Fox Valley River Pollution Effects

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Causes of Pollution

During the time of the industrial revolution, many changes occurred that altered the Fox Valley River area for years to come. Progress from the industrial revolution led to businesses, specifically flour and paper mills, being built on or near the Fox Valley River. These mills used the river to power their businesses which led to the release of PCB pollutants into the river, causing damage to natural inhabitants of the river as well as humans. These pollutants destabilized the river and the ecosystems surrounding the river and are especially dangerous to humans due to the effects they can have on them. With the growing number of these businesses producing waste that later deposits into the river, it becomes increasingly difficult for the river to distribute or spread these pollutants out so that they do less harm to one specific area. This leads to large deposits of specifically PCB pollutants in highly concentrated amounts damaging the river beyond natural repair. These businesses were shown the damage that they were causing the river by releasing the PCB contaminants and stopped releasing them in the 1970's but due to the amount that was released into the river and the inability for the river to remove the PCB contaminants, the pollutants still remained in the river and damaged it for many years to come.[1]

Effects of Pollutants

With the release of PCB pollutants into the river, many areas of the natural wildlife were affected. The fish population of the river was especially affected due to the pollutants lack of degradation and concentration in the river causing poor water quality and high concentration of PCB pollution. With the PCB not being able to degrade on its own and the businesses still continuously dumping waste into the river, the problem just kept growing and growing. Due to the continuous rising in the levels of pollution in the river without it being able to reset itself to a sustainable level, the river saw many changes in how it was used. The river was used by the public for recreational activities such as fishing or swimming. With the amount of pollution that was released into the river, these activities became less available to the public as well as it being a health risk to those who decided to still participate in these activities. PCB pollutants have been known to have very damaging effects on human internal organs, such as the reproductive organs and, as well as causing internal organ damage, have also been linked to causing various types of cancer. People didn't even have to be near the river to be affected by the pollution because of fishing and fish consumption, people are still going to be affected. The river becoming polluted not only had physical and recreational effects on people, but it also had an effect on the area around the river as well. With businesses entering the area and setting up on or near the river and with the river becoming more and more polluted, many people didn't want to live around it due to the effects it could have or the health of the area. It wasn't until the cleanup efforts started that this became a place where people could think of as a safe home for themselves and their families, with people beginning to move back in and using the river once again.[2]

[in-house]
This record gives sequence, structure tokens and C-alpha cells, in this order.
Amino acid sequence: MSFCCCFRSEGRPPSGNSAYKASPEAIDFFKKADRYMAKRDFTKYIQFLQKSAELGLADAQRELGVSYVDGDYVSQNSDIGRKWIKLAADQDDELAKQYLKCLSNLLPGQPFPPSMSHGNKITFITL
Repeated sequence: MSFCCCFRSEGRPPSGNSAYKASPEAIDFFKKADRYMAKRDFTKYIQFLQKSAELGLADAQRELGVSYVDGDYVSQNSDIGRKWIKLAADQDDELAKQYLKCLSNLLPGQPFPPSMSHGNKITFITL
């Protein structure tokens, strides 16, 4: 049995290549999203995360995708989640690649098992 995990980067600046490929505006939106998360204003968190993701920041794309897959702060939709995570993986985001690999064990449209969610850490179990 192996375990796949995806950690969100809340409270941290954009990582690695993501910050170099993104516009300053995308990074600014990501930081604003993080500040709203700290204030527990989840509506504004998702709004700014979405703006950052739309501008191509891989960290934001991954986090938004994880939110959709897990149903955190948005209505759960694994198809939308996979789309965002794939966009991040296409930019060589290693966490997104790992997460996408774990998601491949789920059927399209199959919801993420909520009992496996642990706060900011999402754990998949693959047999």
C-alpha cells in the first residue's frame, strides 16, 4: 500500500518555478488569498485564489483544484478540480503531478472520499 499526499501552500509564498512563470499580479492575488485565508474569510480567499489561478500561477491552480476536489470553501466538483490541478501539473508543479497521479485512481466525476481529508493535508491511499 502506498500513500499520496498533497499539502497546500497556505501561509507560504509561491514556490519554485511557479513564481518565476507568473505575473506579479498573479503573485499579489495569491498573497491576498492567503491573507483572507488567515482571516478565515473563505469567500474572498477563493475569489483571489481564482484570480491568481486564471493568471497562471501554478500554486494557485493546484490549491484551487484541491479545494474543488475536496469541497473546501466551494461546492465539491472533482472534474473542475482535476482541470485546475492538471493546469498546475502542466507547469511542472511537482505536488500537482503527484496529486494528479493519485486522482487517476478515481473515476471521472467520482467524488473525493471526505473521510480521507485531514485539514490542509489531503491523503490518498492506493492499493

Clean Up Efforts

With the river constantly growing in its levels of pollution, something had to be done. As previously stated, the companies ceased the production of these pollutants around the 1970's, the Fox Valley River Cleanup Group's efforts to lower the pollution levels didn't start until around 2009 with dredging or capping operations to remove polluted sediment from the riverbed. In the amount of time that it took to start the cleanup process, damage was still being done. Once the dredging and capping process started, things started to get better and work towards where the river is today. Dredging is the removal of mud or debris that is contaminated by pollutants from riverbeds or harbors. After dredging, the sediment goes through a process called dewatering, which is essentially a filtering process for the removed sediment. Once clean, the non-polluted sediment can be returned to the river and the material that is left over will be removed and safely disposed of. Capping and covering is a process in which sand and gravel are placed at the bottom of the river. Capping and covering stops PCB from further spreading into the river. These operations are still underway and the Fox Valley river clean up group is still working to finalize the clean up. However, for the most part the river has been purified to a sustainable level.[3] Along with the Fox Valley River Cleanup Group, the DNR worked with the community to provide updated goals and timelines for the river's cleanup and kept the community informed on the progress.[4]

Resources

1. https://www.atsdr.cdc.gov/hac/pha/foxriver/pcbinfoxriver_greenbaypha031406.pdf

  • Wisconsin Department of Health and Family Services Division of Public Health. “PCB CONTAMINATED SEDIMENT IN THE LOWER FOX RIVER AND GREEN BAY NORTHEASTERN WISCONSIN.” 14 Mar. 2006, p. 2.

2. https://dnr.wi.gov/topic/Watersheds/basins/lowerfox/

  • Wisconsin Department of Natural Resources. “Lower Fox River Basin.” Wisconsin DNR, dnr.wi.gov/topic/Watersheds/basins/lowerfox/.

3. http://foxrivercleanup.com/

  • Fox River Clean Up Group. “Dredging Operations Underway for 2018.” Fox River Cleanup, 2018, foxrivercleanup.com/.

4. https://dnr.wi.gov/topic/greatlakes/greenbay.html

  • Wisconsin Department of Natural Resources. “Lower Green Bay and Fox River Area of Concern.” Wisconsin DNR, Wisconsin Department of Natural Resources, dnr.wi.gov/topic/greatlakes/greenbay.html.

Article History

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